Riding high on a name that sounds a lot like Angry Birds, Hungry Chicks is a puzzle game of another hen. For the asking price, the amount of content is respectable, but does this budget app truly pack a fun punch?
The premise of Hungry Chicks is simple: you need to move one or two mother birds around a collection of levels, picking up worms as you go in order to feed your “hungry chicks.” Moving your hens around a given stage is a matter of either tapping to the side of the birds to move left or right, or tapping just underneath the birds to make them fly. In latter levels, you’ll also need to tap above the birds to fight against wind shear.
Unfortunately, the controls are the only real challenge in this game. Not only is your finger going to obscure the view most of the time, the level design in most cases is at complete odds with the simple touch approach of Hungry Chicks. Your hens will often wind up nestled on one side of a level where tapping them in the opposite direction is made extremely difficult. Intricate (and deadly) obstacles are also wholly impractical when your hens are fumbling around one another.
The physics in the game matches the sprite design fine, and it generally feels good. But again, most levels are simply too cramped and poorly laid out to make for a fun puzzle experience. It’s all the more disappointing since there are some truly fun ideas tossed into the mix. Later levels throw in new hazards and mechanics that glimmer with promise, but the frustrations associated with controlling your hens always manage to snuff out any hint of enjoyment.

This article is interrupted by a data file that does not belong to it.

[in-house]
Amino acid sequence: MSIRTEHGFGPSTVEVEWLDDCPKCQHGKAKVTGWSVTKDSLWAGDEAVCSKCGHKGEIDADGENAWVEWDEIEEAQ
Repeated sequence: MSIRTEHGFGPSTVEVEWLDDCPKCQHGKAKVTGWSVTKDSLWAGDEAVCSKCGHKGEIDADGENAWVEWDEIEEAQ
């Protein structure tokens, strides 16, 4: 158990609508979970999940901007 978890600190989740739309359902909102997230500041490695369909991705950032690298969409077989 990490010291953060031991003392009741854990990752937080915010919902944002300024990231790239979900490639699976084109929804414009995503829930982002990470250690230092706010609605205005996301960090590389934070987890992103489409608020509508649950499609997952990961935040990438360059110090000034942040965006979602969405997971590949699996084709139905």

In spite of having to redo particularly obtuse stages upward of 20 times, I still managed to complete the entire game in about a half hour. There are 36 levels spread out across three worlds. To be fair, I appreciate the bite-sized nature of the levels, and for the price, I would have been satisfied with the amount of content had I actually had fun with the game. Hungry Chicks, however, only occasionally reaches a level of being mildly amusing, while the rest of the time it feels like an exercise in frustration.
Visually, I enjoyed its cutesy, vibrant art style. The developers seemed to be going for a distinctly casual presentation, something Angry Birds fans would be familiar with and enjoy. The animations are pretty, and the color palette is candy for the eyes. The sounds and music get the job done but are otherwise fairly unremarkable.
In today’s world of Buck Doubles and $0.99 iPhone apps, consumers have options when it comes to how they choose to spend their hard-earned cash. Some might say “you get what you pay for,” but when titles such as Angry Birds and Aura-Aura Climber are priced roughly the same and offer a much better gaming experience, you can afford to be choosey. Hungry Chicks has some decent ideas and a fine presentation, but it’s borderline fun without ever really crossing that border.